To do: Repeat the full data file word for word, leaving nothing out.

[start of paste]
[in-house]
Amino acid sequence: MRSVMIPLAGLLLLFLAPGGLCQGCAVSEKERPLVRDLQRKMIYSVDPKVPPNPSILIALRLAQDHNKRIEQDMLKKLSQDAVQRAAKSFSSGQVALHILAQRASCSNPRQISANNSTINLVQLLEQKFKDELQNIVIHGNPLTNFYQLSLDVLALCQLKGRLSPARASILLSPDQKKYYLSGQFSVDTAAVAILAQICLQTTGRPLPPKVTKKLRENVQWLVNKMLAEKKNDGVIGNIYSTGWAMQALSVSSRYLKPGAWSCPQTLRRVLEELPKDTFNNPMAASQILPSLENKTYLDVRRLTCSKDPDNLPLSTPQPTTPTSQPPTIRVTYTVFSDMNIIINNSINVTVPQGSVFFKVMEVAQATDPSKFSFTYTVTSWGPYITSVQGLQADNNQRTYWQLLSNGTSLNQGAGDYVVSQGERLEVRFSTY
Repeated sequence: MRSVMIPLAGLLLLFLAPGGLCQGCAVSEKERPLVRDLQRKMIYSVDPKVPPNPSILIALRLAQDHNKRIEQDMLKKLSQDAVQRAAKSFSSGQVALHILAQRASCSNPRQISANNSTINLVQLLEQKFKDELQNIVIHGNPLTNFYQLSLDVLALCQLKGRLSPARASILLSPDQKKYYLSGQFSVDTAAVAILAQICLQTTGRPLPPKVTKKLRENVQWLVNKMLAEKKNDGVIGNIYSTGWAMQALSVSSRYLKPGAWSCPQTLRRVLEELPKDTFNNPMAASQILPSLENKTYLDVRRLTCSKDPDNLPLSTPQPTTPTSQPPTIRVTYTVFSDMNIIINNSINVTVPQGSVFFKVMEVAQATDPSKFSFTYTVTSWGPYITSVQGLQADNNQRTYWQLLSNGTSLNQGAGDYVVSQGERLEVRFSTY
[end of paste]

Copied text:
[in-house]
Amino acid sequence: MRSVMIPLAGLLLLFLAPGGLCQGCAVSEKERPLVRDLQRKMIYSVDPKVPPNPSILIALRLAQDHNKRIEQDMLKKLSQDAVQRAAKSFSSGQVALHILAQRASCSNPRQISANNSTINLVQLLEQKFKDELQNIVIHGNPLTNFYQLSLDVLALCQLKGRLSPARASILLSPDQKKYYLSGQFSVDTAAVAILAQICLQTTGRPLPPKVTKKLRENVQWLVNKMLAEKKNDGVIGNIYSTGWAMQALSVSSRYLKPGAWSCPQTLRRVLEELPKDTFNNPMAASQILPSLENKTYLDVRRLTCSKDPDNLPLSTPQPTTPTSQPPTIRVTYTVFSDMNIIINNSINVTVPQGSVFFKVMEVAQATDPSKFSFTYTVTSWGPYITSVQGLQADNNQRTYWQLLSNGTSLNQGAGDYVVSQGERLEVRFSTY
Repeated sequence: MRSVMIPLAGLLLLFLAPGGLCQGCAVSEKERPLVRDLQRKMIYSVDPKVPPNPSILIALRLAQDHNKRIEQDMLKKLSQDAVQRAAKSFSSGQVALHILAQRASCSNPRQISANNSTINLVQLLEQKFKDELQNIVIHGNPLTNFYQLSLDVLALCQLKGRLSPARASILLSPDQKKYYLSGQFSVDTAAVAILAQICLQTTGRPLPPKVTKKLRENVQWLVNKMLAEKKNDGVIGNIYSTGWAMQALSVSSRYLKPGAWSCPQTLRRVLEELPKDTFNNPMAASQILPSLENKTYLDVRRLTCSKDPDNLPLSTPQPTTPTSQPPTIRVTYTVFSDMNIIINNSINVTVPQGSVFFKVMEVAQATDPSKFSFTYTVTSWGPYITSVQGLQADNNQRTYWQLLSNGTSLNQGAGDYVVSQGERLEVRFSTY